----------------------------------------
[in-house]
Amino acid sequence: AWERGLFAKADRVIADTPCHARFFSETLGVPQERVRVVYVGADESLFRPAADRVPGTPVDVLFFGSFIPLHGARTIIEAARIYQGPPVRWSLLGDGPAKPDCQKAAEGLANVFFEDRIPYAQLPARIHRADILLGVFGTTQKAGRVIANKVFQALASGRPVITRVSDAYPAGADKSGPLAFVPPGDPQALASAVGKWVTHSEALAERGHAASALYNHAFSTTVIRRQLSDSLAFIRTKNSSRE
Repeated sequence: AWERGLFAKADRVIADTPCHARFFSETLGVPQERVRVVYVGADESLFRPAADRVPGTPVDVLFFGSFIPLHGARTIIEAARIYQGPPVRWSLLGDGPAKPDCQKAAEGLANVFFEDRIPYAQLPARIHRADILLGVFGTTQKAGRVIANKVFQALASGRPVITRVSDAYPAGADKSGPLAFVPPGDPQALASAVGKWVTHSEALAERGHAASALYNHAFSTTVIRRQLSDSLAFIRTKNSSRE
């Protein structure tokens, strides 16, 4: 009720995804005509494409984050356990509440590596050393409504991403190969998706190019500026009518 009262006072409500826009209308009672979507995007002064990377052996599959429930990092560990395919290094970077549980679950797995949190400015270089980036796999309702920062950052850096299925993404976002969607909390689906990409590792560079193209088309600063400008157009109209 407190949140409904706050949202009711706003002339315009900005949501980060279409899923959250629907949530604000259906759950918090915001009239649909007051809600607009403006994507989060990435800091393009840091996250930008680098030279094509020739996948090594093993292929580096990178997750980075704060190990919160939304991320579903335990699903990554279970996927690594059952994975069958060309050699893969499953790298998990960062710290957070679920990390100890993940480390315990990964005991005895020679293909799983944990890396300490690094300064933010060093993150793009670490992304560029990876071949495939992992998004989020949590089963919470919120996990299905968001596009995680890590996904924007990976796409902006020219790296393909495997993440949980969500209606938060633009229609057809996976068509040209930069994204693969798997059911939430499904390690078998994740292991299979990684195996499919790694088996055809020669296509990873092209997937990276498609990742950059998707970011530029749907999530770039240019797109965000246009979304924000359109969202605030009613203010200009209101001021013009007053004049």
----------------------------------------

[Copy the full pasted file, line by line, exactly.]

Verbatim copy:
[in-house]
Amino acid sequence: AWERGLFAKADRVIADTPCHARFFSETLGVPQERVRVVYVGADESLFRPAADRVPGTPVDVLFFGSFIPLHGARTIIEAARIYQGPPVRWSLLGDGPAKPDCQKAAEGLANVFFEDRIPYAQLPARIHRADILLGVFGTTQKAGRVIANKVFQALASGRPVITRVSDAYPAGADKSGPLAFVPPGDPQALASAVGKWVTHSEALAERGHAASALYNHAFSTTVIRRQLSDSLAFIRTKNSSRE
Repeated sequence: AWERGLFAKADRVIADTPCHARFFSETLGVPQERVRVVYVGADESLFRPAADRVPGTPVDVLFFGSFIPLHGARTIIEAARIYQGPPVRWSLLGDGPAKPDCQKAAEGLANVFFEDRIPYAQLPARIHRADILLGVFGTTQKAGRVIANKVFQALASGRPVITRVSDAYPAGADKSGPLAFVPPGDPQALASAVGKWVTHSEALAERGHAASALYNHAFSTTVIRRQLSDSLAFIRTKNSSRE
């Protein structure tokens, strides 16, 4: 009720995804005509494409984050356990509440590596050393409504991403190969998706190019500026009518 009262006072409500826009209308009672979507995007002064990377052996599959429930990092560990395919290094970077549980679950797995949190400015270089980036796999309702920062950052850096299925993404976002969607909390689906990409590792560079193209088309600063400008157009109209 407190949140409904706050949202009711706003002339315009900005949501980060279409899923959250629907949530604000259906759950918090915001009239649909007051809600607009403006994507989060990435800091393009840091996250930008680098030279094509020739996948090594093993292929580096990178997750980075704060190990919160939304991320579903335990699903990554279970996927690594059952994975069958060309050699893969499953790298998990960062710290957070679920990390100890993940480390315990990964005991005895020679293909799983944990890396300490690094300064933010060093993150793009670490992304560029990876071949495939992992998004989020949590089963919470919120996990299905968001596009995680890590996904924007990976796409902006020219790296393909495997993440949980969500209606938060633009229609057809996976068509040209930069994204693969798997059911939430499904390690078998994740292991299979990684195996499919790694088996055809020669296509990873092209997937990276498609990742950059998707970011530029749907999530770039240019797109965000246009979304924000359109969202605030009613203010200009209101001021013009007053004049």